Friday, November 15, 2013

Did The Fort Worth Star-Telegram Erroneously Editorialize Regarding Lincoln's Gettysburg Address Too?

This morning I had an incoming email pointing me to an amusing story that has been all over the Internet the past couple days.

I am guessing the person who sent me this email would prefer I not identify her, because that is her norm, for the most part. Suffice to say this "anonymous" emailer is locally known, well, known by me, as a highly refined Queen of Snark.

In addition to the website link the body of the "anonymous" email said, "Does this mean there is hope for the Fort Worth Star-Telegram yet???"

This particular hope refers to the Harrisburg Patriot-News retracting an editorial from a century and a half ago, where that newspaper opined that Abraham Lincoln's Gettysburg Address consisted of words which were "silly remarks deserving a veil of oblivion."

It took this newspaper this long to admit making this boo-boo?

I am not sure which of the Fort Worth Star-Telgram's multiple editorial boo-boos the "anonymous" Queen of Snark is referring to.

There are so many.

The ones I can think of, which are retraction worthy, would be editorials which spewed Chamber of Commerce type propaganda puffery.

Such as, the Star-Telegram opining that a very lame, little enterprise called the Santa Fe Rail Market would be the first public market in Texas, was modeled after Seattle's Pike Place and European public markets, when the reality was not only was this not the first public market in Texas, it was not even the first public market in Fort Worth, what with a Texas State Historical Marker marking the location of Fort Worth's first public market, a short distance from the bogus Santa Fe Rail Market.

And the Santa Fe Rail Market bore no resemblance to Seattle's Pike Place, while a short distance to the east, the Dallas Farmers Market bears a strong resemblance to Seattle's Pike Place.

Enough of this particular Star-Telegram editorial mis-step. Let's move on to Cabela's.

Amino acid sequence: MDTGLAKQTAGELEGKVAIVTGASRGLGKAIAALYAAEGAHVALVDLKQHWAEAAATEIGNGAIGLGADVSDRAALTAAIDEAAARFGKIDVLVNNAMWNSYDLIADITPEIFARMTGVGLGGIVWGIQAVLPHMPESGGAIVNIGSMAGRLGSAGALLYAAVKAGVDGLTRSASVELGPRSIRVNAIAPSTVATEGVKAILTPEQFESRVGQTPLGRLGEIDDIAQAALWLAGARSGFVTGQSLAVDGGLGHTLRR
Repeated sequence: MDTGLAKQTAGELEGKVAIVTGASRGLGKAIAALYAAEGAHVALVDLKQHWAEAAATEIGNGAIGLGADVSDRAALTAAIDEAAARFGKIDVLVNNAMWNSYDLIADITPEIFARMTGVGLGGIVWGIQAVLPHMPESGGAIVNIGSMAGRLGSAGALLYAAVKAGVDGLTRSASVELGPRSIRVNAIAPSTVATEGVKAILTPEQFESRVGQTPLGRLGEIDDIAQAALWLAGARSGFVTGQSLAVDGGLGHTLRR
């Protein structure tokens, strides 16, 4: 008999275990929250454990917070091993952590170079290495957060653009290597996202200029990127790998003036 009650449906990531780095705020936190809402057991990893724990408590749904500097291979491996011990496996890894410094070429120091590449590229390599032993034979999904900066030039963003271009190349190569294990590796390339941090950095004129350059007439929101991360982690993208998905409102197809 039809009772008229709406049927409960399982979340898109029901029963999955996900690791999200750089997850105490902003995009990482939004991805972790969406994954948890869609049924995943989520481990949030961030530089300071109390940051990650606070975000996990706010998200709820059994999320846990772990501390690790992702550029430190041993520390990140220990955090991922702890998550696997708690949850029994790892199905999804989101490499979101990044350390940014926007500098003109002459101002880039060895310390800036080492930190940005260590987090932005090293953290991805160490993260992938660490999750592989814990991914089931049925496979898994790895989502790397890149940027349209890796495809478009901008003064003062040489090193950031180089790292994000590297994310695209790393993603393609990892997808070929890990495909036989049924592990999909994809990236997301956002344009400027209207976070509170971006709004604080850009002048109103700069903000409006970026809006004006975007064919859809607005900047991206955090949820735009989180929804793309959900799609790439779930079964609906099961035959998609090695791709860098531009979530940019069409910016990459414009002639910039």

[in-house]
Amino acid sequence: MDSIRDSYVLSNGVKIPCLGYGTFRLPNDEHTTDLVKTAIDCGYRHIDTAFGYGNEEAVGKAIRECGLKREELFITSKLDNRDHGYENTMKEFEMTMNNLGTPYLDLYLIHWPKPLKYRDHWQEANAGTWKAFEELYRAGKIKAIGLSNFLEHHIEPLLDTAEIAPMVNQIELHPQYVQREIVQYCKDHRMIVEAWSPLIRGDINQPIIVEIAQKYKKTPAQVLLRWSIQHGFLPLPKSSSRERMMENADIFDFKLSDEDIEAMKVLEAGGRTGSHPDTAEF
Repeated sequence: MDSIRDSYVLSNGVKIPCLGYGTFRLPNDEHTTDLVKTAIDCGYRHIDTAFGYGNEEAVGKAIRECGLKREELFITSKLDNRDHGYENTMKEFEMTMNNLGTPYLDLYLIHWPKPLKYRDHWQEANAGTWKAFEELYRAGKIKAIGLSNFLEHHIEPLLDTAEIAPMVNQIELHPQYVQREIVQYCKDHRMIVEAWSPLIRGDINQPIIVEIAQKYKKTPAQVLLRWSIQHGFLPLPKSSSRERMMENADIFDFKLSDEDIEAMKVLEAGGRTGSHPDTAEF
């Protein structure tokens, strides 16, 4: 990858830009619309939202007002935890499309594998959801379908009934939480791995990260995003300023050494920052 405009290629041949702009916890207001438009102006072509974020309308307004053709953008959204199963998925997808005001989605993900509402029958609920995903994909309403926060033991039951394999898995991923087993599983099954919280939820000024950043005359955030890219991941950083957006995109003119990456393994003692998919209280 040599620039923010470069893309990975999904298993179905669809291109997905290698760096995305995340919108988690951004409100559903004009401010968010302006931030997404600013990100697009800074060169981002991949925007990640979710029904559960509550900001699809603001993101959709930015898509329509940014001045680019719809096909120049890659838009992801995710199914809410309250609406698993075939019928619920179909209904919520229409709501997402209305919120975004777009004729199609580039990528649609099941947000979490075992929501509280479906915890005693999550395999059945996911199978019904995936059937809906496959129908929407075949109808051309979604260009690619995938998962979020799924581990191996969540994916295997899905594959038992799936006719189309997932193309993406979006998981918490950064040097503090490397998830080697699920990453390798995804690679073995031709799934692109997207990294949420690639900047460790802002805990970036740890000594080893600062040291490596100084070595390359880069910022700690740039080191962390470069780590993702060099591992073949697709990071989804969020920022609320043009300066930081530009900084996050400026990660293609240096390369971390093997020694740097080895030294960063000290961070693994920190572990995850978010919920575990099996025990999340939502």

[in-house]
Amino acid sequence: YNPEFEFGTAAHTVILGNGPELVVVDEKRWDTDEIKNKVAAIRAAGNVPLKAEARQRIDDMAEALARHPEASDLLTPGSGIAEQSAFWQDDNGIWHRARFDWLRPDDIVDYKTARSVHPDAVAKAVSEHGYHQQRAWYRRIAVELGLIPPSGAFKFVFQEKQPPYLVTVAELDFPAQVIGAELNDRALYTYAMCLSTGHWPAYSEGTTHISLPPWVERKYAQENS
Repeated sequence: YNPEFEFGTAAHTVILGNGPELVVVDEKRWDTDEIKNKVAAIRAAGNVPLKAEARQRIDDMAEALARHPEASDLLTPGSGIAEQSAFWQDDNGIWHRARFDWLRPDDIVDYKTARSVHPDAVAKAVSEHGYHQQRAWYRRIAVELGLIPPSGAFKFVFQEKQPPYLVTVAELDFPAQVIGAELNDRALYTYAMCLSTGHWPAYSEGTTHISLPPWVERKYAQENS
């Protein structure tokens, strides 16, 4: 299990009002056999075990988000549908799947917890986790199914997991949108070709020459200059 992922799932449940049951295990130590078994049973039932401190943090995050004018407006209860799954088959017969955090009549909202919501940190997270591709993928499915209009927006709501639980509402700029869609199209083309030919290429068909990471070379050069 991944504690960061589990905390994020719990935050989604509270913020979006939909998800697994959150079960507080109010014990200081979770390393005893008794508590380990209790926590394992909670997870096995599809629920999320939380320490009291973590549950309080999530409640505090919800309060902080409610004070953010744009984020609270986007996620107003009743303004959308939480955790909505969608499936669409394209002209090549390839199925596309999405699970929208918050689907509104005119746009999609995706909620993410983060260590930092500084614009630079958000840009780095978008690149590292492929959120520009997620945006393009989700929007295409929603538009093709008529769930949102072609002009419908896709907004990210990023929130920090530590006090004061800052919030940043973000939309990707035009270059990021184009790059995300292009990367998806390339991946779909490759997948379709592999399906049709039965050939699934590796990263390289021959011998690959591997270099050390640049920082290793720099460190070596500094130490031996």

The Star-Telegram was all gungho about giving tax breaks and other enticements to the Cabela's sporting goods store, when Cabela's came calling making the same type con-man type pitch that had worked in other back waters in America.

As in Cabela's convinced the Star-Telegram that a sporting goods store would be the #1 tourist attraction in Texas.

You reading this in more sophisticated, better educated parts of America, I am not making this up.

The Star-Telegram touted the #1 tourist attraction nonsense over and over and over again, with the numbers of tourists projected varying from 5 to 7 million.

A short time after Cabela's opened in Fort Worth another Cabela's opened down by Austin. And now, just a few years later, the Fort Worth Cabela's is not even the only Cabela's in the D/FW Metroplex.

Has the Star-Telegram fessed up to their part in being snookered by the Cabela's #1 tourist attraction con?

No, they have not.

And then there was the time the Fort Worth Star-Telegram breathlessly informed its readers that a project then called Trinity Uptown would turn Fort Worth into the Vancouver of the South.

Seems like I just recently blogged about the Vancouver of the South nonsensical propaganda.

I found it.

A blogging from just a couple days ago, titled Is A Fort Worth Arctic Blast Helping Freeze Panther Island Ice In The Vancouver Of The South? details, in part, the Vancouver of the South Star-Telegram irresponsible reporting.

Like I already said, I don't know what Star-Telegram editorials the "anonymous" Queen of Snark thinks the Star-Telegram should retract. I'm guessing there may be dozens....

1 comment:

Steve A said...

I think, however, that the Startlegram is safe on the Gettysburg Address since it was only founded in 1906.